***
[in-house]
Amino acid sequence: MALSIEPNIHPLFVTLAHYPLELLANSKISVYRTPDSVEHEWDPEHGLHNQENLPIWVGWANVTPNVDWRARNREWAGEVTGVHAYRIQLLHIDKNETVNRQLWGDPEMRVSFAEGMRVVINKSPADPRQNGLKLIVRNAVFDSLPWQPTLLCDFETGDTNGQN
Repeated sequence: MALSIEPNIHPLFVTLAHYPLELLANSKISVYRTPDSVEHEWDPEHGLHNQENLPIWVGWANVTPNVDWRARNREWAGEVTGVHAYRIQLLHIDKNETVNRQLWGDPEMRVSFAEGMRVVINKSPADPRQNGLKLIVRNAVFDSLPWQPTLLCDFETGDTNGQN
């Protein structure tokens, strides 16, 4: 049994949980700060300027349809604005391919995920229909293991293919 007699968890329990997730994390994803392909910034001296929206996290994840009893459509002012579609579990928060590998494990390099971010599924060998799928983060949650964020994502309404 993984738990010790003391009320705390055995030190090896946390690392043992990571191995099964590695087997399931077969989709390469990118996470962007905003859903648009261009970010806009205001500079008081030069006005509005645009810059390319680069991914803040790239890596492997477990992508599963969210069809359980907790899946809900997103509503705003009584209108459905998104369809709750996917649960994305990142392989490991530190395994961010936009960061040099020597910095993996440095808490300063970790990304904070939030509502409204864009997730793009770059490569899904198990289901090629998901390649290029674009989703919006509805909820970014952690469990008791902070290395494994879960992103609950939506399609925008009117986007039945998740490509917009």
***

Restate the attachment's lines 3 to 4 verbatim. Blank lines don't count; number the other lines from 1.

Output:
Repeated sequence: MALSIEPNIHPLFVTLAHYPLELLANSKISVYRTPDSVEHEWDPEHGLHNQENLPIWVGWANVTPNVDWRARNREWAGEVTGVHAYRIQLLHIDKNETVNRQLWGDPEMRVSFAEGMRVVINKSPADPRQNGLKLIVRNAVFDSLPWQPTLLCDFETGDTNGQN
């Protein structure tokens, strides 16, 4: 049994949980700060300027349809604005391919995920229909293991293919 007699968890329990997730994390994803392909910034001296929206996290994840009893459509002012579609579990928060590998494990390099971010599924060998799928983060949650964020994502309404 993984738990010790003391009320705390055995030190090896946390690392043992990571191995099964590695087997399931077969989709390469990118996470962007905003859903648009261009970010806009205001500079008081030069006005509005645009810059390319680069991914803040790239890596492997477990992508599963969210069809359980907790899946809900997103509503705003009584209108459905998104369809709750996917649960994305990142392989490991530190395994961010936009960061040099020597910095993996440095808490300063970790990304904070939030509502409204864009997730793009770059490569899904198990289901090629998901390649290029674009989703919006509805909820970014952690469990008791902070290395494994879960992103609950939506399609925008009117986007039945998740490509917009």